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Film

Why Wes Craven walked out of Quentin Tarantino’s ‘Reservoir Dogs’

Wes Craven’s impact on the horror genre is non-negotiable. After beginning his filmmaking career as a pornographic director, making many hardcore movies under different pseudonyms, Craven went on to release his first feature-length film in 1972, entitled The Last House on the Left, an exploitation horror.

The film is controversial, to say the least, intercutting scenes of rape and torture with slapstick humour. The negative reception didn’t deter Craven from filmmaking, despite Howard Thompson of The New York Times labelling the film “sickening tripe,” and Edward Blank of the Pittsburgh Press describing it as a “cheap jack-ass movie with no discernible merit.” Craven refined his satirical take on violence, and after a series of successful films such as The Hills Have Eyes and A Nightmare on Elm Street, (the latter launching the career of the renowned Johnny Depp), he released 1996’s Scream, which became the first instalment in one of horror’s most successful franchises.

The effortless blend of parody, comedy and slasher horror led to the film’s cult status, not only spawning four more instalments, but also an MTV series inspired by the franchise, and the parody franchise Scary Movie which heavily bases its first instalment on the plot of Scream

With all that in mind, you may be under the impression that Wes Craven would have no difficulty in watching a graphic movie scene, especially one bathed in satire. But on one fateful showing of Quentin Tarantino’s 1992 debut crime drama Reservoir Dogs at Spain’s Sitges Film Festival, Tarantino saw five people walk out of the theatre during the iconic torture scene, including the horror genius Craven himself.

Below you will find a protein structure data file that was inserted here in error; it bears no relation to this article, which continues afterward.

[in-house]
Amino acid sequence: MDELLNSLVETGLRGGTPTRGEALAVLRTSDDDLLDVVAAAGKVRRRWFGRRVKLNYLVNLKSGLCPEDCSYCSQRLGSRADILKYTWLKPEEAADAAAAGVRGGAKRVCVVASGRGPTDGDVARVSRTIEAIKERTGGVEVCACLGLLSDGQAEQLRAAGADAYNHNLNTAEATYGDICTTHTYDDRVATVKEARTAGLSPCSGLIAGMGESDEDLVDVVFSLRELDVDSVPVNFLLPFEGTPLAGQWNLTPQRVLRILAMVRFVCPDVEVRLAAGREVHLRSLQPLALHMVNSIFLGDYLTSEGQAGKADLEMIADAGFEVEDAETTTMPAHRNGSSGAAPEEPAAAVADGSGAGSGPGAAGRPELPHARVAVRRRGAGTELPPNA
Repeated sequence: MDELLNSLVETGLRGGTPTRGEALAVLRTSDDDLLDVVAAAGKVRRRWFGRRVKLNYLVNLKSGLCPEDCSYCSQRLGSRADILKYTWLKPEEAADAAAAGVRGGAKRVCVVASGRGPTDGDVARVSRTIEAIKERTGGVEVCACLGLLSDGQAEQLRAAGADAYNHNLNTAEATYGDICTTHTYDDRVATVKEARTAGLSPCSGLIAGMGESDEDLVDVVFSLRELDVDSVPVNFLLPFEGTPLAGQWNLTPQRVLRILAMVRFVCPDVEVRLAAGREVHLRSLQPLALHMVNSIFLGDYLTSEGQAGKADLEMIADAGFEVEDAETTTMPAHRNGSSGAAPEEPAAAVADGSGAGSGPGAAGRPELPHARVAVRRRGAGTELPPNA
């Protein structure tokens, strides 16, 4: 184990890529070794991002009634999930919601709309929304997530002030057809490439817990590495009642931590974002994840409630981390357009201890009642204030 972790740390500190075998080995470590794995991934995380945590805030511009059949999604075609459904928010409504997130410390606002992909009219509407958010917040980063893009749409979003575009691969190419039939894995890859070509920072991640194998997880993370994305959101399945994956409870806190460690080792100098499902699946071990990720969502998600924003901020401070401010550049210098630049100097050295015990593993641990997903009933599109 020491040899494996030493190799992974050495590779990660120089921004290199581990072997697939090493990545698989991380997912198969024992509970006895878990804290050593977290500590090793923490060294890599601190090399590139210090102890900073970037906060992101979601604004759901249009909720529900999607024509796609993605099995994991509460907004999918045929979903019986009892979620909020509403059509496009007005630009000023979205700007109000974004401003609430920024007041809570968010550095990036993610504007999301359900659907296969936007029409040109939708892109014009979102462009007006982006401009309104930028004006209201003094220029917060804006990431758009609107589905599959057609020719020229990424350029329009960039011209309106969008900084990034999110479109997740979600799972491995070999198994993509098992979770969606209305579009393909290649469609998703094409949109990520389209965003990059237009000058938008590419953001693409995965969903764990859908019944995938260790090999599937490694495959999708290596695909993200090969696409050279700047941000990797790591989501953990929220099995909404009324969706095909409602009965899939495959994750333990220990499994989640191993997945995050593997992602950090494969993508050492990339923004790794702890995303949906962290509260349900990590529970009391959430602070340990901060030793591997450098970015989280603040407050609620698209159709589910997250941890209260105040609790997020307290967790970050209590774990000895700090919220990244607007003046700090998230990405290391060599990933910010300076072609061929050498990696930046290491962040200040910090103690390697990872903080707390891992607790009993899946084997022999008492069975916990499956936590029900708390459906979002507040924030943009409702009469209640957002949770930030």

Reservoir Dogs’ heist gone wrong storyline results in Michael Madsen’s character, Mr Blonde, torturing Kirk Baltz’s Officer Nash, not only slicing off his ear but dousing him in gasoline in the hopes of setting him ablaze for a warehouse barbecue. The brutality of the scene is juxtaposed by Madsen’s dad-like dance moves to ‘Stuck in the Middle with You’ by Stealers Wheels, while the camera cuts between the two characters, Baltz tied and taped up, covered in blood. Explaining the scene, Madsen stated that he was initially intimidated by the prospect of dancing while rehearsing the scene, only freestyling his classic routine on the day of the shoot, which was captured on the first take. Inspired by a “weird little thing” Jimmy Cagney did in a film Madsen once saw, his moves made the remarkable and chilling scene unforgettable. 

During Tarantino’s worldwide festival tour to promote the release of Reservoir Dogs, he noticed that many people would walk out during the intense scene, despite the most graphic moment – the slicing of Nash’s ear – taking place off-screen. In one screening, the filmmaker counted a whopping thirty-three people exiting the theatre.

There is no definitive answer to why Wes Craven, someone whose career consisted of depicting graphic dismembering, murder and rape, walked out of the theatre, despite Tarantino introducing the film screening saying, “finally I’ve got an audience that won’t walk out!” Maybe Craven left for a popcorn refill and got side-tracked, or perhaps the hopeless begging of Blatz’s now ear-less Nash, alongside Madsen’s evil tormenting retorts, was too much for him to stomach.

Regardless, the film’s controversy only garnered Tarantino’s debut feature further attention, leading him to become one of modern cinema’s most established and respected directors.